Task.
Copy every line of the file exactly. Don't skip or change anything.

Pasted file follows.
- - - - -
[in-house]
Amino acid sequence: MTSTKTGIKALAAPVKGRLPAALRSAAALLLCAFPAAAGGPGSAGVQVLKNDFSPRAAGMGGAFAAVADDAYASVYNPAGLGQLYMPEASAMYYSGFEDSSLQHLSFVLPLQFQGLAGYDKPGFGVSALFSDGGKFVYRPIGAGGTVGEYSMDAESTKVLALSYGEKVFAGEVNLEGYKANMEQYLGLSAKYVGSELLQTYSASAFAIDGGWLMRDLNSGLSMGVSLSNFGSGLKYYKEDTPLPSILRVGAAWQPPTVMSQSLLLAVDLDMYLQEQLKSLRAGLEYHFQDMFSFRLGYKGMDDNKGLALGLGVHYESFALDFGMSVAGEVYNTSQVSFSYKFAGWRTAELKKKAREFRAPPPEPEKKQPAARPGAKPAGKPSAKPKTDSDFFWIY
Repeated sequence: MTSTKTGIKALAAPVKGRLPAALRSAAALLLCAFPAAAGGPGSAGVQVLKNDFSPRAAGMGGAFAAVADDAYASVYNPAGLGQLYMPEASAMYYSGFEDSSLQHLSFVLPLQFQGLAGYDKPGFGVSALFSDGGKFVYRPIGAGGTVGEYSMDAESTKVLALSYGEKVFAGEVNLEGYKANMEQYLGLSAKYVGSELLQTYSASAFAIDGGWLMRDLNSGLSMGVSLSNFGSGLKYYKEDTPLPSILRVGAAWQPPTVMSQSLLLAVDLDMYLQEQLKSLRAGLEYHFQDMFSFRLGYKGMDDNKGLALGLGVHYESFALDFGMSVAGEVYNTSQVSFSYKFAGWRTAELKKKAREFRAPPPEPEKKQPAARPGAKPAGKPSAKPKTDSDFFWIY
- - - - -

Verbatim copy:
[in-house]
Amino acid sequence: MTSTKTGIKALAAPVKGRLPAALRSAAALLLCAFPAAAGGPGSAGVQVLKNDFSPRAAGMGGAFAAVADDAYASVYNPAGLGQLYMPEASAMYYSGFEDSSLQHLSFVLPLQFQGLAGYDKPGFGVSALFSDGGKFVYRPIGAGGTVGEYSMDAESTKVLALSYGEKVFAGEVNLEGYKANMEQYLGLSAKYVGSELLQTYSASAFAIDGGWLMRDLNSGLSMGVSLSNFGSGLKYYKEDTPLPSILRVGAAWQPPTVMSQSLLLAVDLDMYLQEQLKSLRAGLEYHFQDMFSFRLGYKGMDDNKGLALGLGVHYESFALDFGMSVAGEVYNTSQVSFSYKFAGWRTAELKKKAREFRAPPPEPEKKQPAARPGAKPAGKPSAKPKTDSDFFWIY
Repeated sequence: MTSTKTGIKALAAPVKGRLPAALRSAAALLLCAFPAAAGGPGSAGVQVLKNDFSPRAAGMGGAFAAVADDAYASVYNPAGLGQLYMPEASAMYYSGFEDSSLQHLSFVLPLQFQGLAGYDKPGFGVSALFSDGGKFVYRPIGAGGTVGEYSMDAESTKVLALSYGEKVFAGEVNLEGYKANMEQYLGLSAKYVGSELLQTYSASAFAIDGGWLMRDLNSGLSMGVSLSNFGSGLKYYKEDTPLPSILRVGAAWQPPTVMSQSLLLAVDLDMYLQEQLKSLRAGLEYHFQDMFSFRLGYKGMDDNKGLALGLGVHYESFALDFGMSVAGEVYNTSQVSFSYKFAGWRTAELKKKAREFRAPPPEPEKKQPAARPGAKPAGKPSAKPKTDSDFFWIY